Gaudí’s Barcelona – How its Unique Architecture Defines the City
Antoni Gaudí’s unique architecture, also known as Catalan Modernism, defines Barcelona for many of its visitors. Born in 1852, Gaudí became one of Spain’s most celebrated architects. His works defied any one particular architectural style though were clearly influenced by art from around the world, including: India, Persia and Japan. Drawing on numerous architectural forms, from Moorish works to Gothic Revival, Gaudí developed his own unique interpretation of buildings in Catalonia. He is considered the master of Catalan Modernism, defining a new architectural language in the late nineteenth and early twentieth centuries.
Undoubtedly the most famous of Gaudí’s works, the Sagrada Familia is one of Barcelona’s most notable landmarks. Gaudí began designing the church in 1883 and devoted the last years of his life to the project. When he died in 1926, less than a quarter of the building was completed. Construction of the church continues to this day, with an anticipated completion date of 2026. The style of the Sagrada Familia is wholly unparalleled , with some architectural historians classifying it as Art Noveau and others as Catalan Modernism. Many have likened the design to that of a sand castle, with spires rising high into the sky. The church contains three facades. The Nativity façade, to the east, was the first to be completed. Dedicated to the birth of Jesus, this façade is richly decorated with sculptures celebrating life, including fauna and flora. The Passion façade to the west is relatively stripped of ornamentation, with the crucifixion of Jesus and impressive columns serving as the main focal points. Sculptural elements on this façade depict various biblical scenes. The Glory façade, to the south, has yet to be finished, but is said to be the most impressive of the three facades. The high level of ornamentation continues in the interior, with abstract shapes and columns designed to resemble trees and branches.
The Sagrada Familia,
Open daily, 9:00 am – 6:00 pm, October through March; 9:00 am – 8:00 pm, April through September.
Tickets cost €13 or €17 with a guide or audio guide.
Calle Mallorca 401.
Often considered the second most popular Gaudí building in Barcelona, the Casa Milà is situated along the fashionable Passeig de Gracia. Nicknamed “The Quarry,” the building is constructed of natural stone and lacks the bright colors and ornate detailing sometimes associated with Gaudí’s work. Casa Milà was commissioned by Roser Segimon and Pere Milà and construction was completed in 1912. Its design, marked by a rippling stone façade, was considered controversial at the time. The most interesting element of the building is the rooftop, which contains a series of chimneys, each resembling a distinct surrealist sculpture.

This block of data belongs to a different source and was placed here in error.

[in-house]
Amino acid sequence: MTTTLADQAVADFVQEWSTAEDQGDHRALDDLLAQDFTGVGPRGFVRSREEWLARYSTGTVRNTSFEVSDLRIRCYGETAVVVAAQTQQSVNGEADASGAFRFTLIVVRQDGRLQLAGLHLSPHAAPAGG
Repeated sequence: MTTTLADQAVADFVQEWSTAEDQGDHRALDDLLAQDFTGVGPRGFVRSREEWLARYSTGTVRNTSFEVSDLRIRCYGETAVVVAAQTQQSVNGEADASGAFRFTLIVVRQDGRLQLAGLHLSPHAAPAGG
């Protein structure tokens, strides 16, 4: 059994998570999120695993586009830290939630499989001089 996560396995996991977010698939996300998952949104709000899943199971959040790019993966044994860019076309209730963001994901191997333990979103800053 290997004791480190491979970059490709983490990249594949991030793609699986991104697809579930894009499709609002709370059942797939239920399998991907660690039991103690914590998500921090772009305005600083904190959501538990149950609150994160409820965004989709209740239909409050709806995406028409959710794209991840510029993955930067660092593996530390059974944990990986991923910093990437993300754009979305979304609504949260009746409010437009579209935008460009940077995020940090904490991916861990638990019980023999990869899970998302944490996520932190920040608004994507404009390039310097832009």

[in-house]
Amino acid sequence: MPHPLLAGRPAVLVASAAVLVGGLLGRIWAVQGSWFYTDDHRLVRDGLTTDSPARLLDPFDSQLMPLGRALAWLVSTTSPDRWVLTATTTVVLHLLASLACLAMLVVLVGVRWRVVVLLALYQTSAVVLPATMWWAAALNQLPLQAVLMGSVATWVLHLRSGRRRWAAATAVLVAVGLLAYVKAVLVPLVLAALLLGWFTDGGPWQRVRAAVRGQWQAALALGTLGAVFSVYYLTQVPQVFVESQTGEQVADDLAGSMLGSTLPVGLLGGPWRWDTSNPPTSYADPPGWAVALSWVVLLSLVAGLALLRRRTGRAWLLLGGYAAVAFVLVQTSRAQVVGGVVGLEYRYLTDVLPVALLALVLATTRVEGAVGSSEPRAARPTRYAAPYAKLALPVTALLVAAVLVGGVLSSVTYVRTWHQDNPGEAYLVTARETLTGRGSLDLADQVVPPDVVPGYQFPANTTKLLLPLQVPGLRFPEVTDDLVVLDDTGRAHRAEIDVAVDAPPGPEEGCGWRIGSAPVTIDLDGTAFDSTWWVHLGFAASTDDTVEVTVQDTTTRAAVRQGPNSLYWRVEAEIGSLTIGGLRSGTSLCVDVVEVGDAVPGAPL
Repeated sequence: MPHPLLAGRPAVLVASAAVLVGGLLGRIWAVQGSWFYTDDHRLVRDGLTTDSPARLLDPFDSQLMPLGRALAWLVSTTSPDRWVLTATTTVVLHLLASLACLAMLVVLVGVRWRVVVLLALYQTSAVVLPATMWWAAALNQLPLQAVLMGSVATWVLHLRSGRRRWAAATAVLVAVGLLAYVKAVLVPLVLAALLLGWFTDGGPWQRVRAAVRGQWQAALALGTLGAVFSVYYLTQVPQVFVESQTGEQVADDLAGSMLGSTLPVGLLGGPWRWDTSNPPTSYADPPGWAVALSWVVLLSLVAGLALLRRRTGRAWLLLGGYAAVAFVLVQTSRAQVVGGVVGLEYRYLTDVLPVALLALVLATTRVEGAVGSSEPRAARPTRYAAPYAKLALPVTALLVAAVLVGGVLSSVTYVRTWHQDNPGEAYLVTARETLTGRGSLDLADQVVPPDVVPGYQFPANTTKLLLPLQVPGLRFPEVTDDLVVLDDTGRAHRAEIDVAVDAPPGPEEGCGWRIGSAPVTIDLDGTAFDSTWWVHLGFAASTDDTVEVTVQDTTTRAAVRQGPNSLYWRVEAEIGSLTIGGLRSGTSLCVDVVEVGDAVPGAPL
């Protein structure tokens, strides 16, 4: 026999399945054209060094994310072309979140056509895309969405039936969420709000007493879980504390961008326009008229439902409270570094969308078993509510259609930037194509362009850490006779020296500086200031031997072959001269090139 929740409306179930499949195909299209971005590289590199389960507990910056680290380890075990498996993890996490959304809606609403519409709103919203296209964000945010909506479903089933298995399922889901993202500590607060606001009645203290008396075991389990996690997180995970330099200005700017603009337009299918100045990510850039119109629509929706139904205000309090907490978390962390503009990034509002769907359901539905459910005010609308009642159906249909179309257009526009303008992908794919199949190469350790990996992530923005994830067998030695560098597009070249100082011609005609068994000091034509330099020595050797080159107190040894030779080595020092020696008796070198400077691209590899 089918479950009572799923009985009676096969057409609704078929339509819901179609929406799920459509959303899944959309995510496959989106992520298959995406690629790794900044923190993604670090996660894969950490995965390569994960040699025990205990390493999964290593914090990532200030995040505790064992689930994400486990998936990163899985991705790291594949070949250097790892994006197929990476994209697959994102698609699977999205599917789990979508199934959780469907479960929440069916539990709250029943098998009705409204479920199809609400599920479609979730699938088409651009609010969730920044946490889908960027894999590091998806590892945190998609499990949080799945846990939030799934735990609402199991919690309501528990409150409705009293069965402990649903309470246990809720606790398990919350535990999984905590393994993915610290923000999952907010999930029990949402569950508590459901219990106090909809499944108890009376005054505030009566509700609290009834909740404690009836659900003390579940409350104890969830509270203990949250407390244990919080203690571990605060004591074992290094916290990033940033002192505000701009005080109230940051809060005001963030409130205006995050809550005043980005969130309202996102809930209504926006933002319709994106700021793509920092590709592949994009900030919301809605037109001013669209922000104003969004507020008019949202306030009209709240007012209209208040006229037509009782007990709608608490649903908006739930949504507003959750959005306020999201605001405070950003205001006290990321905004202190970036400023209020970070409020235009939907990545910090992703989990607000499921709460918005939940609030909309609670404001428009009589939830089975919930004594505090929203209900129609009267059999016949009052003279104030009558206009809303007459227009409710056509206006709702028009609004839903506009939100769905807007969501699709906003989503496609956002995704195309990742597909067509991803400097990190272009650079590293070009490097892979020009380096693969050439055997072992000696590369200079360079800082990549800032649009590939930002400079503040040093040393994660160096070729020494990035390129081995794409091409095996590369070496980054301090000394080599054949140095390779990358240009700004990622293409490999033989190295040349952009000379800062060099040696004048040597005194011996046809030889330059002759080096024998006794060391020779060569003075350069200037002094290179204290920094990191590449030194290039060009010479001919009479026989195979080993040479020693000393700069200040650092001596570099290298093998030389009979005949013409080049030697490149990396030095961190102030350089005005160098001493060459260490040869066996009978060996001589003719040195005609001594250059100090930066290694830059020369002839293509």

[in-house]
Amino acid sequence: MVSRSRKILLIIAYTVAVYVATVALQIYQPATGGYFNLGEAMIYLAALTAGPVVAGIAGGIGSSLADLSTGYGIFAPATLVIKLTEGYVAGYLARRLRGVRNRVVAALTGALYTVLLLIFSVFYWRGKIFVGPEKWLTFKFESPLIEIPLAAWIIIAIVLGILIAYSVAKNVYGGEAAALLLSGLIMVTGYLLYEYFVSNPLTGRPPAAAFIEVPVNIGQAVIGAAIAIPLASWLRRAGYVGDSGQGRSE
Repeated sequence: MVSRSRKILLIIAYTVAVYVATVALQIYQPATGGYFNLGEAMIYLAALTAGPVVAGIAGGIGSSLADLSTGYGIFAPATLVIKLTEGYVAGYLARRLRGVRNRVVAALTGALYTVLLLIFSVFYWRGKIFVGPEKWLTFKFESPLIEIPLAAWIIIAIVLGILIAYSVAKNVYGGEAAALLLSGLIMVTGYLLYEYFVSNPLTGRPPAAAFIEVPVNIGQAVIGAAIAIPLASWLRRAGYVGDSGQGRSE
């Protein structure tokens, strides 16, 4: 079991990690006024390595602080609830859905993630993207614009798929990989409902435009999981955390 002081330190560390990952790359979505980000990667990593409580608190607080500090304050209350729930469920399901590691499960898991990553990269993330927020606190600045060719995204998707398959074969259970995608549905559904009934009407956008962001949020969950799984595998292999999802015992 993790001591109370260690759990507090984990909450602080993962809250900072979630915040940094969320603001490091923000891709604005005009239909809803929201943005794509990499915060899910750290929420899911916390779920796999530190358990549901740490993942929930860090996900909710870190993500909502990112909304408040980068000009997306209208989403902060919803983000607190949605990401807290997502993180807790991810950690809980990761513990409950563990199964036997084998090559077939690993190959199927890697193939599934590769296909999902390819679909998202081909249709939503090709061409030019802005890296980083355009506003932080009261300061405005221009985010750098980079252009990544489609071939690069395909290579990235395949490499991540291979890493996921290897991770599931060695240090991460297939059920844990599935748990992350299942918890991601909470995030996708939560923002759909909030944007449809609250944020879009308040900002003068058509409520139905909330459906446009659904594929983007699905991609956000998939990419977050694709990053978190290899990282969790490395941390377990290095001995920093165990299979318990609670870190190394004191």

Open daily, 9:00 am – 6:30 pm, October through March; 9:00 am – 8:00 pm, April through September.
Tickets cost €14.
Passeig de Gracia 92
Walking southeast along the Passeig de Gracia, one will encounter Gaudí’s impressive Casa Batlló (http://www.casabatllo.es/). The unique façade was built between 1904 and 1906, covering the original exterior of an 1877 structure. The remodel was commissioned by Josep Batlló, a textile industrialist, to serve as his private home. Sometimes called the “House of Bones,” the structure has a skeleton like appearance, seen especially in the treatment of the balconies. Unlike Casa Milà, Casa Batlló is rich with ornamentation. Nearly every imaginable surface is decorated with a mosaic of ceramic tile and glass. The roof is laid in tile and arched, to resemble the back of a dragon.
Open daily, 9:00 AM – 8:00 PM.
Entry fee is €16.50.
Passeig de Gracia 43
Designed by Gaudí, the Park Güell complex in the Gràcia district was built upon a rocky hill that had once served as the site of a failed housing development of Eusebi Güell. Construction of the park, which consist of gardens and several buildings, was completed in 1914. Two buildings flank the main entrance. Beyond the entrance are two white staircases, separated by a large mosaic dragon sculpture. Both buildings contain intricately designed rooftops, laid in white ceramic tiles. A large terrace is the focal point of the park. The terrace is supported by a series of columns and a tiled ceiling. The perimeter of the terrace is marked by a serpentine bench decorated in rich ceramic tile mosaics. Built into the hill are the terrace walls, designed to emulate the natural surroundings. Gaudí also designed roadways around the park, which are well integrated with the surrounding environment. Visitors can meander along colonnaded paths beneath the roadways. Now a municipal garden,
Park Güell is free to the public.
Carrer d’Olot 7
Other Gaudí works in Barcelona include: Casa Vincens, Casa Calvet, Güell Pavilions, Palau Güell, Colegio de las Teresianas, Bellesguard, and The Gaudí House Museum, accessible for a fee, and contains furniture designed by the architect.
Written by Morgen Young for EuropeUpClose.com